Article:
Access count of this item: 294
|Title:||Thatcher Effect in Monkeys Demonstrates Conservation of Face Perception across Primates|
|Authors:||Adachi, Ikuma |
Chou, Dina P.
Hampton, Robert R.
|Author's alias:||足立, 幾磨|
|Citation:||Adachi, I., D. P. Chou, and R. R. Hampton. 2009. Thatcher effect in monkeys demonstrates conservation of face perception across primates. Current Biology 19, (15): 1270-1273.|
|Journal title:||Current Biology|
|Abstract:||Accurate recognition of individuals is a foundation of social cognition. The remarkable ability of humans to distinguish among thousands of similar faces depends on sensitivity to unique configurations of facial features, including subtle differences in the relative placement of the eyes and mouth  and . Determining whether similar perceptual processes underlie individual recognition in nonhuman primates is important for both the study of cognitive evolution and the appropriate use of primate models in social cognition research. In humans, some of the best evidence for a keen sensitivity to the configuration of features in faces comes from the “Thatcher effect.” This effect shows that it is difficult to detect changes in the orientation of the eyes and mouth in an image of an inverted face, even though identical changes are unmistakable in an upright face  and . Here, we demonstrate for the first time that a nonhuman primate species also exhibits the Thatcher effect. This direct evidence of configural face perception in monkeys, collected under testing conditions that closely parallel those used with humans, indicates that perceptual mechanisms for individual recognition have been conserved through primate cognitive evolution.|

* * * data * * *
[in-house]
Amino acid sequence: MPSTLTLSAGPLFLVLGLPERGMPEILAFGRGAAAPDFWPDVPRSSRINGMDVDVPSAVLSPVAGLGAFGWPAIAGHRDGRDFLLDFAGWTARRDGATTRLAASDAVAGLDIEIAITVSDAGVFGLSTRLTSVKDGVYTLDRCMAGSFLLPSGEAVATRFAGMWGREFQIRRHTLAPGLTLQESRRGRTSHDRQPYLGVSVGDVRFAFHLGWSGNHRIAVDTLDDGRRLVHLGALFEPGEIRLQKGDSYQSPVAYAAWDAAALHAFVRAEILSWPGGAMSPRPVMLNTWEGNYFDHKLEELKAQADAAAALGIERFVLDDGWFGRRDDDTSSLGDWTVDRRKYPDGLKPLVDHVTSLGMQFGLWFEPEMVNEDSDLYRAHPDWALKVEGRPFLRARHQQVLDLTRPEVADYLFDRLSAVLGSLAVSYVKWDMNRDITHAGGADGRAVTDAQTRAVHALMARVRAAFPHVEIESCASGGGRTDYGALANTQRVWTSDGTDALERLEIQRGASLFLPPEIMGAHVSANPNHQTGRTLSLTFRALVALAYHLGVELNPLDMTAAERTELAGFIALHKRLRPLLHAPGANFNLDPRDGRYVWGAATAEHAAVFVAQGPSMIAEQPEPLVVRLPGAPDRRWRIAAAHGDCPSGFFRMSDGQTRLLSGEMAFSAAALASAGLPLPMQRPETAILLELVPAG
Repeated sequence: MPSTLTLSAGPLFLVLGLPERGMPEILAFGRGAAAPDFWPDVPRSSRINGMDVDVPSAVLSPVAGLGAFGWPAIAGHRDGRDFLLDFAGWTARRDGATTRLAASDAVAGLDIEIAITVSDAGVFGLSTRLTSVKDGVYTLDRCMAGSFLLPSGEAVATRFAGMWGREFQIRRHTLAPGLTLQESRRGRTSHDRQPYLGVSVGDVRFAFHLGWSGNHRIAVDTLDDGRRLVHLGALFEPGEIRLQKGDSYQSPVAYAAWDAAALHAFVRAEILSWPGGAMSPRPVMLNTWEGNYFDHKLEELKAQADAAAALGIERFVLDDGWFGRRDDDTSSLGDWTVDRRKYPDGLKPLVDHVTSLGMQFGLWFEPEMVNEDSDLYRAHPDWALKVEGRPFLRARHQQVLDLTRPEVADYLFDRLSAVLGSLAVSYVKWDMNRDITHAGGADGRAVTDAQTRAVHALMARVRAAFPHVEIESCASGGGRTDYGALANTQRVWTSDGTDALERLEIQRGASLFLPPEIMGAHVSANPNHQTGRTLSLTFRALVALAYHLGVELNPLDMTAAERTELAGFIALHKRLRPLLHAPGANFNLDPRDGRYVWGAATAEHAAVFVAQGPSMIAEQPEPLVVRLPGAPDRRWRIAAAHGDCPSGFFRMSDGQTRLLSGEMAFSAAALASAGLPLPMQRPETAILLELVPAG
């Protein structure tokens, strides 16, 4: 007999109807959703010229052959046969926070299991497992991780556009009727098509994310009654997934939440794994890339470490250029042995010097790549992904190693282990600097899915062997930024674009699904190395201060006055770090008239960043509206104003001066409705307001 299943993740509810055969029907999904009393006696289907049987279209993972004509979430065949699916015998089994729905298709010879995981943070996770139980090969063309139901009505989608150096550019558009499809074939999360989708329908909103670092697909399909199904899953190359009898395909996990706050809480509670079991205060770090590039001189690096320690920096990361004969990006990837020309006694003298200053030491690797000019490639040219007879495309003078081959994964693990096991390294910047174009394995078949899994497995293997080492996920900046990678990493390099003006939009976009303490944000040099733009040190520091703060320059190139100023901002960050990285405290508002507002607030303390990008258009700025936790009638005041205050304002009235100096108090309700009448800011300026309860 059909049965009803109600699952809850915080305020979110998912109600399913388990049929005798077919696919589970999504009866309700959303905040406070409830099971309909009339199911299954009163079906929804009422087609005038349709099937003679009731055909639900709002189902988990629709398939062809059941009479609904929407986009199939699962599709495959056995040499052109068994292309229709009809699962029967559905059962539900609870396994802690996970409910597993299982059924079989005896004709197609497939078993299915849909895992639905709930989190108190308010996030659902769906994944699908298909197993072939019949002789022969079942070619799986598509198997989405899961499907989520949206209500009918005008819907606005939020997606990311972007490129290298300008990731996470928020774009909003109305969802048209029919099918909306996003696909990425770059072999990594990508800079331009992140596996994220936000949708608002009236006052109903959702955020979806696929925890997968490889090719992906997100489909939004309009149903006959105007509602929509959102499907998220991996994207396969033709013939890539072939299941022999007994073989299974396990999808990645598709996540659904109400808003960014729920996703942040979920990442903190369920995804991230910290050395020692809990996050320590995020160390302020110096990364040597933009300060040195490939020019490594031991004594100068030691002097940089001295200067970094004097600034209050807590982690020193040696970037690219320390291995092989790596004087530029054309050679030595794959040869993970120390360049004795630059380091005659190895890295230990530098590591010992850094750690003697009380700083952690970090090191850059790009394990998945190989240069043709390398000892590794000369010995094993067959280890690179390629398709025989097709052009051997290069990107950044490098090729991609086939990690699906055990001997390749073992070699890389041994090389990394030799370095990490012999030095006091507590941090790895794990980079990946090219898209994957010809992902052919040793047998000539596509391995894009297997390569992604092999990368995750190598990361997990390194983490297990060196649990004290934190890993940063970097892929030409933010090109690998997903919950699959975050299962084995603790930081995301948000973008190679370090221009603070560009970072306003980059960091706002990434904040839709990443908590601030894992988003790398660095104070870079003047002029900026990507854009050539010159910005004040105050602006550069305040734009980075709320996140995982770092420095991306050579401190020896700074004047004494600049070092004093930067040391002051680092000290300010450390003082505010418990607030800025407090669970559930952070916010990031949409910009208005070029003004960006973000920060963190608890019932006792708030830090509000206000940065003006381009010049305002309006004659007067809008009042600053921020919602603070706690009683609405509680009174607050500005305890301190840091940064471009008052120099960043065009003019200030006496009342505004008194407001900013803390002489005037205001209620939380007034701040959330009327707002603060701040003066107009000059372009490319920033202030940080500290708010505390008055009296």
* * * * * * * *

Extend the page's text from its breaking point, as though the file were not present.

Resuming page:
|Description:||ヒトの顔知覚様式の進化の起源－3000万年前にはすでに獲得－. 京都大学プレスリリース. 2009-07-10. http://www.kyoto-u.ac.jp/ja/news_data/h/h1/news6/2009/090710_1.htm|
|Rights:||c 2009 Elsevier B.V. All rights reserved.|
この論文は著者最終稿です。内容が印刷版と異なることがありますので、引用の際には出版社版をご確認ご利用ください。This is the Accepted Author Manuscript. Please cite only the published version.
|Appears in Collections:||Journal Articles|
Items in DSpace are protected by copyright, with all rights reserved, unless otherwise indicated.